Bickle’s CV lists 16 “research experiences,” but it does not identify any formal training that would qualify her to design, conduct, or supervise human research. On May 9, 2004, I searched Medline and found no articles authored by “Bickle P,” which means that she has never had a research report published in a significant medical journal.

Bickle’s CV also states that she “interned” with Lendon Smith, M.D. in 1987. It does not state how long she was with Smith or what she did that would constitute an “internship.” Smith was a pediatrician who promoted many irrational ideas. As far as I know, his primary activity was writing and he saw few or no patients. In 1987, he permanently surrendered his medical license rather than face medical Board action on charges of insurance fraud. According to press reports, the trouble arose because he had signed documents authorizing insurance payments for patients he had not seen. The patients had actually been seen by chiropractors, homeopaths, and others whose treatment was not covered at “nutrition-oriented” clinics in which Smith had worked [4].

Bickle’s claim that her research resulted in the “moving DMPS to the allowed list of bulk compounds that can be used in the United States” is not true. DMPS (dimercapto-1-propanesulfonic acid) was included on a proposed list of substances for use in pharmacy compounding, but the proposal has not been implemented. The FDA has warned that it may initiate enforcement action against drugs compounded from bulk active ingredients that are not approved by the FDA for use in drugs for clinical or experimental use [5]. DMPS had not been approved and thus remains illegal to market for the prevention or treatment of any disease.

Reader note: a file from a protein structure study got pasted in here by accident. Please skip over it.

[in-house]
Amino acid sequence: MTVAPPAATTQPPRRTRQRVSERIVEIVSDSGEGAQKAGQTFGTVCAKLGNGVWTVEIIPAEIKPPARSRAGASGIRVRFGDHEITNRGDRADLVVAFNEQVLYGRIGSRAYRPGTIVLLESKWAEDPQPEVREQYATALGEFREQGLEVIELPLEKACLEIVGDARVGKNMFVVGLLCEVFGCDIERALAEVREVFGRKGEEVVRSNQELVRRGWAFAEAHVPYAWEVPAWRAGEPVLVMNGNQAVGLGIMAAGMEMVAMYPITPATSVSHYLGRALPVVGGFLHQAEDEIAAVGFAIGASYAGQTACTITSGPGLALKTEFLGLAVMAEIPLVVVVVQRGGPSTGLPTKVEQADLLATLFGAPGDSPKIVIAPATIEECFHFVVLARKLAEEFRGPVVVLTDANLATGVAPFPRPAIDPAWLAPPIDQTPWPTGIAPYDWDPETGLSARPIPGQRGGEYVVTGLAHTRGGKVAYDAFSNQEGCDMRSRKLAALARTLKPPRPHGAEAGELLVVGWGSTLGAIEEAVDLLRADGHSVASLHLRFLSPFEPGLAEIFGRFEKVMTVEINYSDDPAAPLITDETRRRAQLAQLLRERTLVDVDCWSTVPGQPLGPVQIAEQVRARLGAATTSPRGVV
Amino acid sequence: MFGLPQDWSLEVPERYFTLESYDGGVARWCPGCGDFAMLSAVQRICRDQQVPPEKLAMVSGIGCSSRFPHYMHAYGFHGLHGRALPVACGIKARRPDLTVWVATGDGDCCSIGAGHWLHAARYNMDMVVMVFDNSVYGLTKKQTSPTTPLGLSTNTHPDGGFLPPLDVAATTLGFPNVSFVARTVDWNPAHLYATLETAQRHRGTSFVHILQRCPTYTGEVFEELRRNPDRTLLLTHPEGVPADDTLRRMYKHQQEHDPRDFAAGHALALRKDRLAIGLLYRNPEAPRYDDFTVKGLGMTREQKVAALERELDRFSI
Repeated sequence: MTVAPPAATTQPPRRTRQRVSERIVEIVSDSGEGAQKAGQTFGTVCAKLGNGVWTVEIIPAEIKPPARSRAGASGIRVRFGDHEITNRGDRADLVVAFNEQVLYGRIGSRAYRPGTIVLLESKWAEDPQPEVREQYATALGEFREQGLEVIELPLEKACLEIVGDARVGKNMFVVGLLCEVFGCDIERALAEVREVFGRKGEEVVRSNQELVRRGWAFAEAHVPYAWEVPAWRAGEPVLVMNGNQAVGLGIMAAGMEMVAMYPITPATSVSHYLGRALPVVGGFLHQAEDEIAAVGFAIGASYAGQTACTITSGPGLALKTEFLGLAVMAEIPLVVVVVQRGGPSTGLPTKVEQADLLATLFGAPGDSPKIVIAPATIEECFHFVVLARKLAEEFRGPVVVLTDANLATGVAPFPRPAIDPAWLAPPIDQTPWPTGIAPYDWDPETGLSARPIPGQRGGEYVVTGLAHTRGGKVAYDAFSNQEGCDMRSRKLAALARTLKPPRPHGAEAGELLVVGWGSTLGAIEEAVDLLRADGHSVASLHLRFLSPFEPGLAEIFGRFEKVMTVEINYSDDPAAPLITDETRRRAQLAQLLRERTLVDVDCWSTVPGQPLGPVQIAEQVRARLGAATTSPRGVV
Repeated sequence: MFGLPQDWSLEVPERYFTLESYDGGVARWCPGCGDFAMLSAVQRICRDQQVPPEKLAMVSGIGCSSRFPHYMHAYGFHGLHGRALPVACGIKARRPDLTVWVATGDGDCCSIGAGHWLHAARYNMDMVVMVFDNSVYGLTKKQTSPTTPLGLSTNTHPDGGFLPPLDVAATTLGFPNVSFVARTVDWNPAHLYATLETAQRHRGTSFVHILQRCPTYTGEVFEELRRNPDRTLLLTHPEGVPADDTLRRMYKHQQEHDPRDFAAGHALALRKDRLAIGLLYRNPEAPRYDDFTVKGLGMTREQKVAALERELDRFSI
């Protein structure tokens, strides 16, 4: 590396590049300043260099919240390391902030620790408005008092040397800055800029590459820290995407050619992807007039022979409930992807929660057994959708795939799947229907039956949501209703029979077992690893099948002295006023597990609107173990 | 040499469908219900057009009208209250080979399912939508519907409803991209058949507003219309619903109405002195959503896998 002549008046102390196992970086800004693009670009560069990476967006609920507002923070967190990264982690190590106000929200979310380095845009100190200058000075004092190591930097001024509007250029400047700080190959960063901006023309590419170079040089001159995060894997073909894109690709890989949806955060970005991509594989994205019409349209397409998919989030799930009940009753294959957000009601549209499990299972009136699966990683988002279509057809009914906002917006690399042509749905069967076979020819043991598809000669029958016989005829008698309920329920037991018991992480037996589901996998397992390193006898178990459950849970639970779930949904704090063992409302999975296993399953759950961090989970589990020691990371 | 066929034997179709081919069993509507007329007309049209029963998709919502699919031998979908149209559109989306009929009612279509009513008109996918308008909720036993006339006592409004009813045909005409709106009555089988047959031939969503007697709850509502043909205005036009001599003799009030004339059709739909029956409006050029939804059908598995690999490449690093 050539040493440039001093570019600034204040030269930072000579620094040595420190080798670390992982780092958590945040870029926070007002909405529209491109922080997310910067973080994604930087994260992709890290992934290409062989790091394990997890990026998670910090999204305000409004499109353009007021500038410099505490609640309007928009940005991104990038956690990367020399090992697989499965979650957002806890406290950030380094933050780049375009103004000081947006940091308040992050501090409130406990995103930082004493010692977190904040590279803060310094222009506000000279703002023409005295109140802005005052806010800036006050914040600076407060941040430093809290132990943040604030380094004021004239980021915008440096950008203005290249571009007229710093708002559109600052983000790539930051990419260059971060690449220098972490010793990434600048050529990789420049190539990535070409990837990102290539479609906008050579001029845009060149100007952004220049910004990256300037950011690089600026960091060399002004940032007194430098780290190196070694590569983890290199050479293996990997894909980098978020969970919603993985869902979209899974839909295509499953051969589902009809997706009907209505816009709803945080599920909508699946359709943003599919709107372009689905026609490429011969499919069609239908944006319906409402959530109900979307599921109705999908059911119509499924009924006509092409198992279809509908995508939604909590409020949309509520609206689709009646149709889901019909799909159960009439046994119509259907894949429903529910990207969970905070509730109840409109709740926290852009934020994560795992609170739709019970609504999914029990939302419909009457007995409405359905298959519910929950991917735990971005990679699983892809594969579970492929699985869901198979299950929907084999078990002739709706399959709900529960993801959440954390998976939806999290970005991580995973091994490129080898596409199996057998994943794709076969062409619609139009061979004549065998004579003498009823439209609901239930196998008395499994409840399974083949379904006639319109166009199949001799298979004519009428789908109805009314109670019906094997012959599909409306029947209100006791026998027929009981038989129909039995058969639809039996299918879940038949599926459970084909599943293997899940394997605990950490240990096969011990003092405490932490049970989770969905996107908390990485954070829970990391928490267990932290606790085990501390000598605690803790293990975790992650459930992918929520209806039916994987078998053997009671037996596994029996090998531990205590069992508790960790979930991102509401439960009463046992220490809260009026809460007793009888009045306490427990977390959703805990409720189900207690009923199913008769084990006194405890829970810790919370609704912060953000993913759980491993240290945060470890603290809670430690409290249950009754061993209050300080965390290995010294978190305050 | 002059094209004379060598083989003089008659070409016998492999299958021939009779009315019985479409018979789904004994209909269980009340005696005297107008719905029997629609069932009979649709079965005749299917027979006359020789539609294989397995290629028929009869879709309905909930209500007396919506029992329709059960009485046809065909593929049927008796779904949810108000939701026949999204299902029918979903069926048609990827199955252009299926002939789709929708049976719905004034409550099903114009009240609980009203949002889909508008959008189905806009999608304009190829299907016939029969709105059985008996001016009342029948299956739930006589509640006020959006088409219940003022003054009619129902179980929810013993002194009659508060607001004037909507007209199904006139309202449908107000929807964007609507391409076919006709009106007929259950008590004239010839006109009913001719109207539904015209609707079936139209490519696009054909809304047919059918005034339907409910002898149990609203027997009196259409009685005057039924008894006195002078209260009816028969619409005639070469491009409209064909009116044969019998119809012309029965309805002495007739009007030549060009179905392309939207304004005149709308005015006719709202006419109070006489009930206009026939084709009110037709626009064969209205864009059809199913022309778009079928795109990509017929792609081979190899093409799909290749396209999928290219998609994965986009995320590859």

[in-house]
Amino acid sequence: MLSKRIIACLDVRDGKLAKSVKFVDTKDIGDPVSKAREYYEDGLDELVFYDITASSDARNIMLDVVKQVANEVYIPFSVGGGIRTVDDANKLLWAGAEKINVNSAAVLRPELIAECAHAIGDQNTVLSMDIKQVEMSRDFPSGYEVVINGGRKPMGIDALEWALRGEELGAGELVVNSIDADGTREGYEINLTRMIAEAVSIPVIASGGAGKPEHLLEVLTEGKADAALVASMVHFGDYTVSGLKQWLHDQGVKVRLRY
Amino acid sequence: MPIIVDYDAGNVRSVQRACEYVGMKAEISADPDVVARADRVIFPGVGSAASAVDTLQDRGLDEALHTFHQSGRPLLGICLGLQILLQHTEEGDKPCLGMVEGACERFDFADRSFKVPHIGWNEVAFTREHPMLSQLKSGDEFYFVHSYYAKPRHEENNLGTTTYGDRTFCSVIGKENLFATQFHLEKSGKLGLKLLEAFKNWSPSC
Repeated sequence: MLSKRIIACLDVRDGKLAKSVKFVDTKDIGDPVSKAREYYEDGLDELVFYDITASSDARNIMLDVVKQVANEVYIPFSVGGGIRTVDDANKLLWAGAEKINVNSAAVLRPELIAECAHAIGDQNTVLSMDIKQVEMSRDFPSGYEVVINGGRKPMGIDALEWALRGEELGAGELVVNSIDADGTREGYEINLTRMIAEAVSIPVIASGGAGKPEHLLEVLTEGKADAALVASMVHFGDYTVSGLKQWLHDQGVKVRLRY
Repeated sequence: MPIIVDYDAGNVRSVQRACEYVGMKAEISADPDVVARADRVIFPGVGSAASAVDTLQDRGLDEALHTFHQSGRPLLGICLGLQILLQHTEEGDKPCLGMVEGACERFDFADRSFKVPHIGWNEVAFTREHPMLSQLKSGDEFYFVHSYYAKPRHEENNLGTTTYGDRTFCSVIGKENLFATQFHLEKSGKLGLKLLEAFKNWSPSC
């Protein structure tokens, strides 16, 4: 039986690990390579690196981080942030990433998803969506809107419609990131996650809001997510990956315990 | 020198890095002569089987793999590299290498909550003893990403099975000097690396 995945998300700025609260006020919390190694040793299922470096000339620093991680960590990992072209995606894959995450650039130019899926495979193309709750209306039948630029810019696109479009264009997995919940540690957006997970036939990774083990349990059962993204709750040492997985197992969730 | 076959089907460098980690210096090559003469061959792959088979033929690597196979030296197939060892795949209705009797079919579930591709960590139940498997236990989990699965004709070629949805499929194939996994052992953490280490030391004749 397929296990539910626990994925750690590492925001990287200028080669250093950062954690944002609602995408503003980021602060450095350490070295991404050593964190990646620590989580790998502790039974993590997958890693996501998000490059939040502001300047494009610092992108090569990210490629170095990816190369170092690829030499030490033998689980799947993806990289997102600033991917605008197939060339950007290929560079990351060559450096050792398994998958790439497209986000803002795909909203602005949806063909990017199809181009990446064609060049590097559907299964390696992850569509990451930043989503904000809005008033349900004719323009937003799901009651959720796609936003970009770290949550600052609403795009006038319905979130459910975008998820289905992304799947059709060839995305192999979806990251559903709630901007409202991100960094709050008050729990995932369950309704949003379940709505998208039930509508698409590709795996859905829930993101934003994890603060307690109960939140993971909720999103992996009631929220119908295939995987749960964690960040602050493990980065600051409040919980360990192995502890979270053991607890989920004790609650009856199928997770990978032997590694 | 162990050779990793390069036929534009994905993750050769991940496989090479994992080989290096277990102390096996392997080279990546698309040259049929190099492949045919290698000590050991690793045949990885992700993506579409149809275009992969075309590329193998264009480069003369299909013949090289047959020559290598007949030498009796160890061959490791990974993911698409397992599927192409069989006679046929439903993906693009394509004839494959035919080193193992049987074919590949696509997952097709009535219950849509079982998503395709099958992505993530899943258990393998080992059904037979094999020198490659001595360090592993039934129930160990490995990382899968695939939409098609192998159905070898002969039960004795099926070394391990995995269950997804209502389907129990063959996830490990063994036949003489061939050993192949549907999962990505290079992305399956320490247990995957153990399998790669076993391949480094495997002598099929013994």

Dubious Practices

Bickle’s CV states that from 1988 to 2000, she was a “nutritional biochemist” at the Cascade Park Health Group in Vancouver, Washington. In 1996, however, the Washington Department of Health charged Bickle with practicing medicine without a license. The relevant documents indicate:

  • In 1988, Bickle was certified to practice as a health assistant.
  • Bickle owned and operated the clinic, which was supposed to be directed by a licensed physician.
  • Bickle had independently diagnosed, treated, and/or ordered laboratory tests for three patients.
  • For at least six patients, Bickle had submitted insurance bills which indicated or created the impression that the patient had been seen by the supervising physician, when none had actually been seen on the relevant dates.
  • In 1996, Bickle had refused to provide patient records requested by a Department of Health investigator.